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- 06-27-2012, 10:04 PM #1
CO. Court ruling won’t alter sheriff’s policy
Court ruling won’t alter sheriff’s policy
Crime database checked as a matter of procedures
Posted: Wednesday, June 27, 2012 4:00 am
By ANTHONY A. MESTAS | email@example.com
The U.S. Supreme Court's decision on Arizona's immigration law Monday will not change law enforcement operations in Pueblo County, Sheriff Kirk Taylor said Tuesday.
"I think with the current state of Colorado's law, a combination of Senate Bill 90 as well as the pending implementation of the Secure Communities program, is almost the same as what they upheld," Taylor said.
Under SB90, signed in 2006, any peace officer who has probable cause to believe that the person they have arrested is in the country illegally must report the incident to the U.S. Immigration and Customs Enforcement Office.
The federal Secure Communities program cross-references fingerprints of anyone booked into local law enforcement custody against records from the FBI and Homeland Security department. In January 2011, former Colorado Gov. Bill Ritter signed an executive order for the state to join the program.
Taylor said the ruling only codified the county's current policy used during an investigative phase.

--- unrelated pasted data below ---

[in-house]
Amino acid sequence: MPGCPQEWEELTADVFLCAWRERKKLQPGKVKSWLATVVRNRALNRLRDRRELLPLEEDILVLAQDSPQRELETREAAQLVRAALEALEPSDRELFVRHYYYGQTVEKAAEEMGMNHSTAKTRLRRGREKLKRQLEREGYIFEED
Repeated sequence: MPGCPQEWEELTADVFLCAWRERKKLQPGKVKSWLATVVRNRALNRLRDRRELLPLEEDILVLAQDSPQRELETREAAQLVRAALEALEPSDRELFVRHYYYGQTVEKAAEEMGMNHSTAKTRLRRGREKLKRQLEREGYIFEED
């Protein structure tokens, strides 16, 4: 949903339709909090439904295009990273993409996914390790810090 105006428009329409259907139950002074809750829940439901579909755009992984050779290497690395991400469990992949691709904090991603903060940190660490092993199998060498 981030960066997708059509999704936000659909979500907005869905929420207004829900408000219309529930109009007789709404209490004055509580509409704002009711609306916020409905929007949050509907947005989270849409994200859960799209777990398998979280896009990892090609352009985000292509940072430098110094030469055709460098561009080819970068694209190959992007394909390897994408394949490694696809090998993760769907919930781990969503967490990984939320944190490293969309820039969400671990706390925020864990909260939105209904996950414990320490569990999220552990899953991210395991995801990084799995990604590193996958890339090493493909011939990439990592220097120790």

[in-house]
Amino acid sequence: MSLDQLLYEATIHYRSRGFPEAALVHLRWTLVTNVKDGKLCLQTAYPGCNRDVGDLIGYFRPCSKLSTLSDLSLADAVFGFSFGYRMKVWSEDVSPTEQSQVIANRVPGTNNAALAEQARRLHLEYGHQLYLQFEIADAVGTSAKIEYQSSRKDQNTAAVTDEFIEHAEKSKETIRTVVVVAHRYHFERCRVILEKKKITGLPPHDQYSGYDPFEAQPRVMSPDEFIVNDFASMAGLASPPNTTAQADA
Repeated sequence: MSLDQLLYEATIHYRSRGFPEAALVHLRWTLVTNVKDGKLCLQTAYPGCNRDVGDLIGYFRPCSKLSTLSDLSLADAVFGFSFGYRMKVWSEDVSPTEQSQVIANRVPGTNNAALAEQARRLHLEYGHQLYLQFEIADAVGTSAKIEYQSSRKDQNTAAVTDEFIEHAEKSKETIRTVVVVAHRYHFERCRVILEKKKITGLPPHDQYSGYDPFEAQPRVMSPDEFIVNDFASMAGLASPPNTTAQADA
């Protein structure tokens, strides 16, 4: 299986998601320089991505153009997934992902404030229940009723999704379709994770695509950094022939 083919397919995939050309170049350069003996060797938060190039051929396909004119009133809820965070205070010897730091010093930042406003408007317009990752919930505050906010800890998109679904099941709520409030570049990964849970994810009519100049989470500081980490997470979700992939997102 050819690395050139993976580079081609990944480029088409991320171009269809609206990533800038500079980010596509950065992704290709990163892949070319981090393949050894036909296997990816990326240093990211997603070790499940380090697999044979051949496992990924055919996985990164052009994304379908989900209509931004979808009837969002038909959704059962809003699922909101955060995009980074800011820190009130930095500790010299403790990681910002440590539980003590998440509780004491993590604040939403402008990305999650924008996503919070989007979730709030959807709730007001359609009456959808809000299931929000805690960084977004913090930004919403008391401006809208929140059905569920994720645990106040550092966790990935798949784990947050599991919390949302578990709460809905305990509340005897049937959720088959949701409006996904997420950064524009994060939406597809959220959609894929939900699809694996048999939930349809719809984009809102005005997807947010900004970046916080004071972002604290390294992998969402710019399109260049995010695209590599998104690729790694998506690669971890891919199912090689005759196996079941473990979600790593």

"I don't see it as a big change in policy from at least this office," Taylor said.
As part of their decision, the justices unanimously upheld the "show me your papers" requirement and struck down provisions that created state crimes allowing local police to arrest people for federal immigration violations.
"If we pull someone over and they don't have a driver's license, we are probably going to write them a ticket for not having a driver's license. Can you extrapolate the Arizona ruling to say that is then reasonable suspicion to attempt to identify if they are illegal? I think that would be yes," Taylor said.
"But I'm not going to send out a memo saying, 'Now that we have the Arizona ruling, if someone doesn't have a driver's license, you have the authority to go find out where this person is originally from.’ ”
Pueblo District Attorney Bill Thiebaut also weighed in on the court's decision Tuesday.
"My view is that the U.S. Constitution vests exclusive authority over immigration matters with the national, not state, government," he said in a statement.
"The court correctly ruled that most of Arizona’s law was pre-empted by federal immigration law. But racial profiling claims are likely to increase because the court allowed one key provision to stand that says federal law did not pre-empt Arizona’s instruction to its police to check the immigration status of people they detain."
Thiebaut said he hopes Colorado legislators will not pass such a provision.
"If it does, I expect it to be challenged as it discriminates on the basis of race and ethnic background," Thiebaut said.
Court ruling wonNO AMNESTY
DON'T REWARD THE CRIMINAL ACTIONS OF MILLIONS OF ILLEGAL ALIENS
BY GIVING THEM CITIZENSHIP